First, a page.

Very little is known about his personal life. He was born around 1600 probably in Antwerp. Until his arrival in Rubens' workshop in 1624-1625 no information about him is known. When he left Rubens’ workshop in 1630, he traveled to Cologne, Baden and Frankfurt am Main. In 1631 he stayed in Mainz, where he worked for the prince-bishop Anselm Casimir Wambold von Umstadt. In 1632 he traveled on to Strasbourg and after that date the historical records are silent about him. It is assumed he died around 1634 in Baden-Baden.
Panneels en Rubens
Willem Panneels began working for Rubens in 1624-1625 as an engraver. In 1628 he was registered with the Antwerp Guild of St. Luke. The register states that he was an assistant of Rubens. The fact that Panneels registered with the Guild is exceptional since Rubens and the members of his workshop were exempted from registration with the Guild because of Rubens' appointment to the court as a court painter. Only two other of Rubens' assistants were registered with the Guild. Panneels' registration with the Guild shows that he had fulfilled the requirements towards becoming a master and that he was ready to start his own workshop. However, he stayed on at Rubens' workshop for another two years.
Examples of the prints he made during this period include ‘’David slays the bear’’, ‘’St Sebastian bound to a tree with a putti’’ and ‘’St. Agnes’’. His style is close to that of Rubens. There were sufficient orders for him to complete in Rubens’ workshop. Just like Rubens’ other collaborators, Panneels could draw from an extensive collection of artwork and sketches to practice his skills. This collection was kept in a closet or room (referred to in Flemish as cantoor) that served as a repository for documents and models. The copying of these works belonged to the standard training received in a workshop. The Danish physician Otto Sperling who visited Rubens' workshop in the early 1720s reported on the active copying work that took place in the workshop. The works kept in the cantoor also served as a model for execution of new art works. The cantoor of Rubens was very extensive because of the many assignments he had worked on and his regular travels abroad where he would make sketches of the many new things he encountered there. All these sketches were kept inside the cantoor.
In the year 1628 Rubens went on a diplomatic mission. During his absence Panneels looked after Rubens' house and workshop. This gave him access to all the works which Rubens kept in his cantoor. It was not general practice for collaborators to have unrestricted access to the cantoor as it was regarded as important intellectual property of the artist that he would use in his creative process. Rubens had therefore provided in his will that the works in the cantoor should stay in the family should any of his children wish to follow in his artistic footsteps.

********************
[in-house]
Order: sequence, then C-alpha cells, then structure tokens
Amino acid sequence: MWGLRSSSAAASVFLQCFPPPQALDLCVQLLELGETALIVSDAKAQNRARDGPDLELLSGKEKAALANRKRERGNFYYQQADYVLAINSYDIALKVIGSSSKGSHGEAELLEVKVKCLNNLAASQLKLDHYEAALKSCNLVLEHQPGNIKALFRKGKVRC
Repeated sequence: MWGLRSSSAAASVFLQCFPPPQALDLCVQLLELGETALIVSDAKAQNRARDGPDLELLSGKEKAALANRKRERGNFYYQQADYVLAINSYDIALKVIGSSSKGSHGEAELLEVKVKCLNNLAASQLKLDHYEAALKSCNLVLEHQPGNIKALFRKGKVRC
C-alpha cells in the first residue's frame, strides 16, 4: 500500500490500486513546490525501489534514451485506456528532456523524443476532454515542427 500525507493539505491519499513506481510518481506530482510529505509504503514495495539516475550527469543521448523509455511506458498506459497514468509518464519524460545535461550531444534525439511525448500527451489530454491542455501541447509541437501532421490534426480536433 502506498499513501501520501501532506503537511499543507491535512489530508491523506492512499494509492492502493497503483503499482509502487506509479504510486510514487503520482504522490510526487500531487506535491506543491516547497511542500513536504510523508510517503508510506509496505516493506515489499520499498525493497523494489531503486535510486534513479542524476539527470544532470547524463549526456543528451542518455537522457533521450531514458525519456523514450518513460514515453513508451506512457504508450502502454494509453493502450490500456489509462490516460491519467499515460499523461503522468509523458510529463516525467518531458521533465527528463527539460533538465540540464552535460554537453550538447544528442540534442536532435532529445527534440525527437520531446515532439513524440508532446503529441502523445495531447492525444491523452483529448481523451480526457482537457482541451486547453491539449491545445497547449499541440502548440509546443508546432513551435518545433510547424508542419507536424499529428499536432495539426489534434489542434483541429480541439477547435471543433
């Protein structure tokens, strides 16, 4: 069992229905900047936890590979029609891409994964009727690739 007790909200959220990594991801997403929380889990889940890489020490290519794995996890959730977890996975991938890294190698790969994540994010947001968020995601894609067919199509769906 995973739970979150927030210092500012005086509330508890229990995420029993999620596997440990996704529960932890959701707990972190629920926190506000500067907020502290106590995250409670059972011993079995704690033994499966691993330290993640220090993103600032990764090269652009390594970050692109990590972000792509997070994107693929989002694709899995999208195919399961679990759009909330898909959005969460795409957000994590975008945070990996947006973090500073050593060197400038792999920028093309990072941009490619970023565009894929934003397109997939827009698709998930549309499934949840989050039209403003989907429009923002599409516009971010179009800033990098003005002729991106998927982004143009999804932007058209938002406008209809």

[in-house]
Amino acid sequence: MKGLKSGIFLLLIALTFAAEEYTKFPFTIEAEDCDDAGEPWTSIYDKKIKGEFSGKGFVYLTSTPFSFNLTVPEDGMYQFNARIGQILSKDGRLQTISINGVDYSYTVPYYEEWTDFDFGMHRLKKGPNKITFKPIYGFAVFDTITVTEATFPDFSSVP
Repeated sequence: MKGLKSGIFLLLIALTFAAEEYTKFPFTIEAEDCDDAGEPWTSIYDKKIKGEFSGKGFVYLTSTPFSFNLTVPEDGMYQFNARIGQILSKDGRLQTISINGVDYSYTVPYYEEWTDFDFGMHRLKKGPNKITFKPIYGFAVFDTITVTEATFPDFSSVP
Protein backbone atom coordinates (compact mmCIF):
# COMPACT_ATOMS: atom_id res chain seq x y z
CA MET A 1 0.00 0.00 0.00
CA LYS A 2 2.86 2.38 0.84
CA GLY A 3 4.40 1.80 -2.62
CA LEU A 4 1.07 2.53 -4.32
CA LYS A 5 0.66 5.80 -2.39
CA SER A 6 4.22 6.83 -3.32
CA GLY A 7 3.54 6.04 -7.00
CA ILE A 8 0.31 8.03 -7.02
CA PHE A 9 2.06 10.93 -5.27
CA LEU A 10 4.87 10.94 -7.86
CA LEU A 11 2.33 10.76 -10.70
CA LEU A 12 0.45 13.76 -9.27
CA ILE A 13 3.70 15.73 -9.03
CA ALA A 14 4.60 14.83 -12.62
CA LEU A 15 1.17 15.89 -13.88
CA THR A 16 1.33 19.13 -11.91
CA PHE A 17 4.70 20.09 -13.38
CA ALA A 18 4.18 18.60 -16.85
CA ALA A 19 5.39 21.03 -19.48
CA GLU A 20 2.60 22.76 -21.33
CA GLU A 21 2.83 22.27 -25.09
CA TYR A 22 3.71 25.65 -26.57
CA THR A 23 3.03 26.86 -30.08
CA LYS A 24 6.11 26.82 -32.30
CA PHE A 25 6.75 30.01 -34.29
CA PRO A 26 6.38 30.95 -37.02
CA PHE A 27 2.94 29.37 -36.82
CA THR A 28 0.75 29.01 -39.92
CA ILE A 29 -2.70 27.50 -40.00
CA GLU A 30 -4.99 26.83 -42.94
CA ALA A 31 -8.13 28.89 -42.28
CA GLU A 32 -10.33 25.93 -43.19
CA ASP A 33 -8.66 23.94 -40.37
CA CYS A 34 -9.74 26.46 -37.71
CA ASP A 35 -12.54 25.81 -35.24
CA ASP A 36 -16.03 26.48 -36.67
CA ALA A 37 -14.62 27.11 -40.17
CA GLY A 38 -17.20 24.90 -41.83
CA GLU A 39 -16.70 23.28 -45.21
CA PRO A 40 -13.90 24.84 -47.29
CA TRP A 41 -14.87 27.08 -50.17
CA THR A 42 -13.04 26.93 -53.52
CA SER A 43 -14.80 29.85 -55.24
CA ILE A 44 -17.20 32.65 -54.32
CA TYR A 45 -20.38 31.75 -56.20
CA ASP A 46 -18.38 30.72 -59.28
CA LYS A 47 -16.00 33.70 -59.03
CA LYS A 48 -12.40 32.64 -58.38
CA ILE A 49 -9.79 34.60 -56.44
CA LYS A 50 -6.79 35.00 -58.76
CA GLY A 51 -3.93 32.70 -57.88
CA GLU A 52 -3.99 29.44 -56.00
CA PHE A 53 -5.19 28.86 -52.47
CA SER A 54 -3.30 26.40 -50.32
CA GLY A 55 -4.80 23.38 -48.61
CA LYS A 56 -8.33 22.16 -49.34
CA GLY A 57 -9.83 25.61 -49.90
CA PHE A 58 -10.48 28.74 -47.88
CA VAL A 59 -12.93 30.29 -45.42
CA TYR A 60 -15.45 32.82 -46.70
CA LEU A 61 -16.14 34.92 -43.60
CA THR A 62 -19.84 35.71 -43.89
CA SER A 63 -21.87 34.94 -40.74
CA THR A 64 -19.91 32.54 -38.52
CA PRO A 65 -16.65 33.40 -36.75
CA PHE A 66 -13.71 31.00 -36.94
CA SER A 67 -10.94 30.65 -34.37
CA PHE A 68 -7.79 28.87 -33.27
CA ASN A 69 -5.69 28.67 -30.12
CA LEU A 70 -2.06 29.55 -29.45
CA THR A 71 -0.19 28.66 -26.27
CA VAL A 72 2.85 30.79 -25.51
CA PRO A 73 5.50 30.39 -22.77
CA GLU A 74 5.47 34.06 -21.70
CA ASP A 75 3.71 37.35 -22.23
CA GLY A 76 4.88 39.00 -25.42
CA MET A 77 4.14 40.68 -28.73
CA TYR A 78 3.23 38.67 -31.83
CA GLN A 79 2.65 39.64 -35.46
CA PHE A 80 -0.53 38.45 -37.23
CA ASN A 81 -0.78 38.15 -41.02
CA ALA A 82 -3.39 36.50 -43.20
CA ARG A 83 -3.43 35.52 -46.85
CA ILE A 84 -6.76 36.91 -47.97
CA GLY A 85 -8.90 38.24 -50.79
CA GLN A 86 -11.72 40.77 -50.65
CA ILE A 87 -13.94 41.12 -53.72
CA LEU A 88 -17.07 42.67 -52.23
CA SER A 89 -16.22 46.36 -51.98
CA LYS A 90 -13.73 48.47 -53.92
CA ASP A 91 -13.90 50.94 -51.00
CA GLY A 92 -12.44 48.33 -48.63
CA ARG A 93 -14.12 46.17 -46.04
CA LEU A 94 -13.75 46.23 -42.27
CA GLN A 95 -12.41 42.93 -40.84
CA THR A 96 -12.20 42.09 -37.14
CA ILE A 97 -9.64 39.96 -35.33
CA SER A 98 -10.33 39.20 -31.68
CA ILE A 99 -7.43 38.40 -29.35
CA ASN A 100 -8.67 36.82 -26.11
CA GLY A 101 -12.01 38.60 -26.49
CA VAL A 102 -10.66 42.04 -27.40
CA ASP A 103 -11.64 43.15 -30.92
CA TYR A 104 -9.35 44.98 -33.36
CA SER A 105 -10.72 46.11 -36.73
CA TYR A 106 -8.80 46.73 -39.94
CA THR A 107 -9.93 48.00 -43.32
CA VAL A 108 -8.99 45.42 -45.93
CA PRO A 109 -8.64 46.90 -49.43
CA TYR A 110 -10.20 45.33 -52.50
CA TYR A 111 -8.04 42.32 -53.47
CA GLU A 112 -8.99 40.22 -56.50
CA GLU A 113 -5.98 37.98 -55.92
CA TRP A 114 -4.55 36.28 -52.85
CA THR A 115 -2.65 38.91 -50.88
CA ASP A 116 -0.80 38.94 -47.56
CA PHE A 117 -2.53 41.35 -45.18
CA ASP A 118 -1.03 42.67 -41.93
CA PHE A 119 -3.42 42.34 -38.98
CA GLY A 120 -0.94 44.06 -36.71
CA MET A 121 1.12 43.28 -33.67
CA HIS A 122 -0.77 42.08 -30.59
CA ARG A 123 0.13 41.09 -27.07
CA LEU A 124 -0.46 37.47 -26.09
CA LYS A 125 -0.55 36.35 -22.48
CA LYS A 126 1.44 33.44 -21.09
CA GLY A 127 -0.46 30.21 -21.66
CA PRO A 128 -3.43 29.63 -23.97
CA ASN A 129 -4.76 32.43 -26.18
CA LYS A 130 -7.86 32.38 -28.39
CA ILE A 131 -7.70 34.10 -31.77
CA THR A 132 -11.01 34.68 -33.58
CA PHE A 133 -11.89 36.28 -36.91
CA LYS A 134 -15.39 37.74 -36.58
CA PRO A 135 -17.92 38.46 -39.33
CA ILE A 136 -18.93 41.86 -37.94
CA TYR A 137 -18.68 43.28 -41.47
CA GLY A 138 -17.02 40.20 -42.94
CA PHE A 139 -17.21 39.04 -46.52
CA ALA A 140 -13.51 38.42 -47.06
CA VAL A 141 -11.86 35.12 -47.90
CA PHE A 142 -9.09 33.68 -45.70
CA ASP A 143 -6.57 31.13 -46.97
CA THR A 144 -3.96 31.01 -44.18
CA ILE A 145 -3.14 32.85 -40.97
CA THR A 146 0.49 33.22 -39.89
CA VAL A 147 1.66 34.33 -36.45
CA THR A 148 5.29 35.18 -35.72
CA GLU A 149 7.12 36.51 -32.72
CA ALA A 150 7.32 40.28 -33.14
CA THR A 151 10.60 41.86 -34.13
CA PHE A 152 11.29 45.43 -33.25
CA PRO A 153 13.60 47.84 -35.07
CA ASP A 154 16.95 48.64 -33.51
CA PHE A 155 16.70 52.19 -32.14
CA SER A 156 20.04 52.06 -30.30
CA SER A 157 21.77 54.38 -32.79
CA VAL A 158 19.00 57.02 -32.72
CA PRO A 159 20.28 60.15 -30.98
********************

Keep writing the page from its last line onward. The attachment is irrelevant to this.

Panneels made a large number of copies of the works present in the cantoor and of Rubens' sketch books of anatomy and garments. 262 of the more than 500 works belonging to the Rubens cantoor have been identified as being by the hand of Panneels. Panneels mainly copied parts of works or made loose sketches. Thus he copied anatomical sketches or parts of animals.
The drawings he made were not exact copies and display some differences with the originals. Perhaps this indicates an independent exercise in creativity by Panneels. Shortly after Rubens' return to Antwerp, he decided to move abroad and establish himself as an independent artist. It is therefore possible that he made the copies of Rubens’ cantoor to train his own style and creativity. Panneels put his own signature on the copies thus making clear that they were copies after Rubens and that he did not want to resell them as original Rubens drawings.
The copies that Panneels made of Rubens’ cantoor are an important source of information about Rubens’ creative process.
The etchings of Panneels were often based on paintings or designs of Rubens. His own work is also heavily influenced by the style of Rubens. Only a few engravings are known from the period after he left Rubens’ workshop. One of these works is the engraving entitled ‘’St George slays the dragon’. In these later works he continues to work in Rubens’ style and based on his paintings. No paintings by him are known.
- Willem Panneels, in: Allgemeine Deutsche Biographie (ADB)
- Willem Panneels at the Statens Museum for Kunst
- BALIS, A., ‘Rubens and his Studio: Defining the Problem’, in: Rubens. A Genius at Work. Lannoo Publishers (Acc) (March 14, 2008), (p. 32), retrieved on 25 October 2013
- St George slays the dragon, Willem Panneels, After the painting by Rubens in Museo del Prado
- BALIS, A., ‘Rubens and his Studio: Defining the Problem’, in: Rubens. A Genius at Work. Lannoo Publishers (Acc) (March 14, 2008), (p. 30-51)
- BEKKERS, L., ‘Tekeningen uit Rubens Cantoor: de schatkamer van Willem Panneels’, in: Kunstbeeld, vol. 6, 1993 (p. 34-35)
- BÜTTNER, N., Herr P.P. Rubens, von der Kunst berühmt zu werden,Vandenhoeck & Ruprecht, Göttingen, 2006 (p. 109-127)
- BUYLE, C., ‘Kopiëren om te leren, het documentatiecentrum van Rubens’, in: Kunst & Cultuur, Vol. 6, 1993, (p. 44-45)
- HELD, J.S., Rubens Cantoor, the drawings of Willem Panneels. A critical catalogue, JSTOR
- SUTTON, P.C., The Age of Rubens, Boston, Museum of Fine Arts, 1993, p. 165